Another hacking arrest as News Corp shuffles board

Police have arrested a fifteenth person in connection with the phone hacking scandal at Rupert Murdoch’s News International as two long-term board members resigned from its US parent News Corp.

An unnamed 34-year-old man is being questioned at a north London police station after being arrested on appointment, just days after police re-arrested the former News of the World managing editor Stuart Kuttner.

In the US, News Corp accepted two resignations in a reshuffle of its board as it seeks to improve its corporate governance reputation in the face of intense scrutiny of its ethics following the scandal.

Venture capitalist Thomas Perkins quit, just weeks after publicly backing Murdoch on the phone hacking scandal that has rocked the media empire.

Perkins, a director since 1996, did not explain his decision to leave. In 2006, he resigned from the board of Hewlett Packard in protest because of a scandal in which the company spied on directors and journalists to find information leaks.

Long-time News Corp director Kenneth Cowley is also quitting after 32 years.

News Corp meanwhile nominated Silicon Valley venture capitalist Jim Breyer as a director.

The board shuffle comes after corporate governance experts slammed the media company board for a lack of independence and weak influence after a phone hacking scandal at the News of the World.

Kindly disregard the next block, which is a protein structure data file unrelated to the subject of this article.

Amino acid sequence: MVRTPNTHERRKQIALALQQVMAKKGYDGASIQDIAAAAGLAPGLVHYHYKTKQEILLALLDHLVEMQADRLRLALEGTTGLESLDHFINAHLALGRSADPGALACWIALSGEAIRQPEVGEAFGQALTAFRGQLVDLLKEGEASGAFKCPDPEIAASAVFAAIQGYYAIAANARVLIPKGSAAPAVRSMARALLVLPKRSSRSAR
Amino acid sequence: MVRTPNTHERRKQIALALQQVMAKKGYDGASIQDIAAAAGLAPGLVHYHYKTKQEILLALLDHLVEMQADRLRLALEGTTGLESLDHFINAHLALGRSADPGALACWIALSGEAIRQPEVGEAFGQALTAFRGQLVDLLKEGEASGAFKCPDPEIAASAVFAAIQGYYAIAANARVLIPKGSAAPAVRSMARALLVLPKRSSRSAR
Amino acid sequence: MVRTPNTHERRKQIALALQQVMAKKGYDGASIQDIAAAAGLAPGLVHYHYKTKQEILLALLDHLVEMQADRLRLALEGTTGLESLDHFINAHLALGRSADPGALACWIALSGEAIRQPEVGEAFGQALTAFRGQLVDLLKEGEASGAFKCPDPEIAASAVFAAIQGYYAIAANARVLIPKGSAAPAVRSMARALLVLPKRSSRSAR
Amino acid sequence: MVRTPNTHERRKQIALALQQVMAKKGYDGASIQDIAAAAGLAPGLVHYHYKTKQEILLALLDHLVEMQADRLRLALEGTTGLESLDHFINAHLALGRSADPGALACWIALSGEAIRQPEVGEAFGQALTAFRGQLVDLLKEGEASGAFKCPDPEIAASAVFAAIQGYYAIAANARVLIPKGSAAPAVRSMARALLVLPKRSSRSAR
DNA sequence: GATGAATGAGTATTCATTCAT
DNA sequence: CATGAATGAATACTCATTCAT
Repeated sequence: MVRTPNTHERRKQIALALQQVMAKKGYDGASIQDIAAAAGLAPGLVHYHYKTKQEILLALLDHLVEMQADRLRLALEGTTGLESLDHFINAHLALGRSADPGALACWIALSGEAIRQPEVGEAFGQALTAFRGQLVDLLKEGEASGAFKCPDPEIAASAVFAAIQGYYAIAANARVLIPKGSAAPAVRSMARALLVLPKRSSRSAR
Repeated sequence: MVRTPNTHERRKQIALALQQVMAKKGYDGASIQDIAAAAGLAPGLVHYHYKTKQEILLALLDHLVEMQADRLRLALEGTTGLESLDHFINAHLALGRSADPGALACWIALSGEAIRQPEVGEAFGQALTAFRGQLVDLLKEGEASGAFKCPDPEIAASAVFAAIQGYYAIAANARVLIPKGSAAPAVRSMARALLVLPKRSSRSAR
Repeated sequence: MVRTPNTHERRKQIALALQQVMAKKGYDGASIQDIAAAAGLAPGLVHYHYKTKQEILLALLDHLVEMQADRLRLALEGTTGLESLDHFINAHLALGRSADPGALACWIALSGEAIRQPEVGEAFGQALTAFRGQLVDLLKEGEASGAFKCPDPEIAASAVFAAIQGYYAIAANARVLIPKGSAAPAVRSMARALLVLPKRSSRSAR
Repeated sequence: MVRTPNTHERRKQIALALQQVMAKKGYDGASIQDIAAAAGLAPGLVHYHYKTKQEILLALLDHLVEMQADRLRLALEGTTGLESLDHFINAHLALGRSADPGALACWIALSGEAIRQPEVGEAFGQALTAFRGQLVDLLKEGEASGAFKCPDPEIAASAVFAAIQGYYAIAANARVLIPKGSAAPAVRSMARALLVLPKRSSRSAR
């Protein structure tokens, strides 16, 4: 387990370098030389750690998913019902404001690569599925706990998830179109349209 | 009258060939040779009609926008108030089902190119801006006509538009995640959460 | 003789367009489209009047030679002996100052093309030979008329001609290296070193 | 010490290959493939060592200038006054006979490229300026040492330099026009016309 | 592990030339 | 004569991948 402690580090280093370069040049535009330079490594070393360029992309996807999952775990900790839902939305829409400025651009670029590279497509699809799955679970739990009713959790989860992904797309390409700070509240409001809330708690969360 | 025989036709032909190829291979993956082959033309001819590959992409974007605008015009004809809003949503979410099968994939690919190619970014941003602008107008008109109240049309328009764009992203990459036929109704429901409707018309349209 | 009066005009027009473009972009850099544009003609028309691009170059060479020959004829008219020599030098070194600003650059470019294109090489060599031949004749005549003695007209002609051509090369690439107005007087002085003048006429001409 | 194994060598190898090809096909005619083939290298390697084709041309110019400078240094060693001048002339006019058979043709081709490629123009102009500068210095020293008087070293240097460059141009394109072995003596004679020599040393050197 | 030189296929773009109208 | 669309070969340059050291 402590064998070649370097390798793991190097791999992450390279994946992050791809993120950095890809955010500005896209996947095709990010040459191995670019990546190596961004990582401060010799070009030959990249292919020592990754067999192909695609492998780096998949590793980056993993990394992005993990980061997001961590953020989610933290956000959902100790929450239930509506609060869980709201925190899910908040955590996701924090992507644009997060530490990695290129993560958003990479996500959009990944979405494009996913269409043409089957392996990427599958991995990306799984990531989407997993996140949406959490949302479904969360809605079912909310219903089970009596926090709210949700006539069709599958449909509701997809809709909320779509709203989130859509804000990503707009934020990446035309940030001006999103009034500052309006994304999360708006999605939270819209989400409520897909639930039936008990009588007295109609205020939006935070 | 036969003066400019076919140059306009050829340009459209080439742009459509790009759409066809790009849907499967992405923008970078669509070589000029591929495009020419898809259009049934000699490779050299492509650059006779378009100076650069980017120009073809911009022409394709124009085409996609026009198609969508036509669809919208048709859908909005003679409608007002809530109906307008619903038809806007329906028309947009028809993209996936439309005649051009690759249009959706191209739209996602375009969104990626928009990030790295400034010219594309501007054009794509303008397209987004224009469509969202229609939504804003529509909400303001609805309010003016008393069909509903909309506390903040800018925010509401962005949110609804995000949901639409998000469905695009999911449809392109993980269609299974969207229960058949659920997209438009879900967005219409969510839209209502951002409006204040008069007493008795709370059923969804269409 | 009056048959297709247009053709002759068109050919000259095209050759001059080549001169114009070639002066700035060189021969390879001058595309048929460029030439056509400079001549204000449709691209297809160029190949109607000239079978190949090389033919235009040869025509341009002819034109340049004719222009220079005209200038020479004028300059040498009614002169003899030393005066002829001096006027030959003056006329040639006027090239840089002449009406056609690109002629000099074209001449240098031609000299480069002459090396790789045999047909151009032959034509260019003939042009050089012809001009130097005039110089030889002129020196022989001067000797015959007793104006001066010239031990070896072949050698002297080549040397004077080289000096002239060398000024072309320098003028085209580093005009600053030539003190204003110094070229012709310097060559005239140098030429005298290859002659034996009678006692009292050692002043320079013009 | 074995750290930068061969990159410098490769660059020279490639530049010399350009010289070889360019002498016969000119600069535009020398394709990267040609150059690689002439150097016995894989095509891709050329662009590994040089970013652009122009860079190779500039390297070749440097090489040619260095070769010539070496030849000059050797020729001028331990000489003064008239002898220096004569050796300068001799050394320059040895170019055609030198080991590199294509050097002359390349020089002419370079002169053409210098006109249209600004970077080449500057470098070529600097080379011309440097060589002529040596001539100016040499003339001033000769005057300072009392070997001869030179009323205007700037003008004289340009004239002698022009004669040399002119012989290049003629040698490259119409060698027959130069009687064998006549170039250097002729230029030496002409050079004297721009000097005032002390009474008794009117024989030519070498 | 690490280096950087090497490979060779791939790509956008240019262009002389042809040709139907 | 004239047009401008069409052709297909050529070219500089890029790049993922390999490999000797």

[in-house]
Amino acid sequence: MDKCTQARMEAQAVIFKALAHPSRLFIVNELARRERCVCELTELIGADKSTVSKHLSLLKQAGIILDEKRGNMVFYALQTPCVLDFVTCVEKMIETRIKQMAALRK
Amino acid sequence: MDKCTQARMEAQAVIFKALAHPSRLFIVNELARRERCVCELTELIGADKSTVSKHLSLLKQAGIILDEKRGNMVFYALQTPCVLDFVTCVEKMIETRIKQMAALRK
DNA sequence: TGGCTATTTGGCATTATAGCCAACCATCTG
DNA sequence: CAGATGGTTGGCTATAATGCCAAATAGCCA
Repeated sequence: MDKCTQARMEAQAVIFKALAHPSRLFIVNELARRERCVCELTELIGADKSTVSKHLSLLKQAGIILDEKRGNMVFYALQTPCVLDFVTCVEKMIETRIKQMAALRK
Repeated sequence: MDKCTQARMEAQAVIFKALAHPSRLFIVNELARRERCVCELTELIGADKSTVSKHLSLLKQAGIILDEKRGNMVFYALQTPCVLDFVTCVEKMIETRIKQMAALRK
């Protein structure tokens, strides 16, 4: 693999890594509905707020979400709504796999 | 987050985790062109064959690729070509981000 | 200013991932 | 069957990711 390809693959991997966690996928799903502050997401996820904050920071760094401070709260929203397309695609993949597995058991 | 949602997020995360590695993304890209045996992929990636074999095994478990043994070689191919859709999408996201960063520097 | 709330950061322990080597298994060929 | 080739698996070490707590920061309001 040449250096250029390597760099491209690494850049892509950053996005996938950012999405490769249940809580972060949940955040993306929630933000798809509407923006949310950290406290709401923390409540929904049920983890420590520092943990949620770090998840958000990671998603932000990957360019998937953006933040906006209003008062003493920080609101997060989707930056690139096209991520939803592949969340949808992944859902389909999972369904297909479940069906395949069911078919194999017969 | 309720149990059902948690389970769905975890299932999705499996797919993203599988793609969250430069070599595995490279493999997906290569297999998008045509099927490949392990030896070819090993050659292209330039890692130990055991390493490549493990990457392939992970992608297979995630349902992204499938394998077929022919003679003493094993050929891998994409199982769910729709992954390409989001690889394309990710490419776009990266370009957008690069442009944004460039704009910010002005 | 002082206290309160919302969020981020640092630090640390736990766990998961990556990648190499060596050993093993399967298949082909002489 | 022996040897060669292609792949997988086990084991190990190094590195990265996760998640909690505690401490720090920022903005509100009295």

News Corp closed the paper in July, but the fallout still reverberates through the company and threatens to destabilise its operations.

Breyer, a partner at Accel Partners, is best known as one of the early investors in Facebook, and also sits on the boards of Wal-Mart Stores and Dell Inc.

Breyer joins the board a few months after News Corp rid itself of social networking site Myspace, whose collapse is widely believed to have been prompted by the success of Facebook.

If Breyer is elected as a director, the board would shrink by one seat to 15 directors. News Corp's board is not seeking to nominate another director, but could return to a 16-member board in the future, a person familiar with the matter said.

There are now eight independent directors and seven News Corp insiders on the board.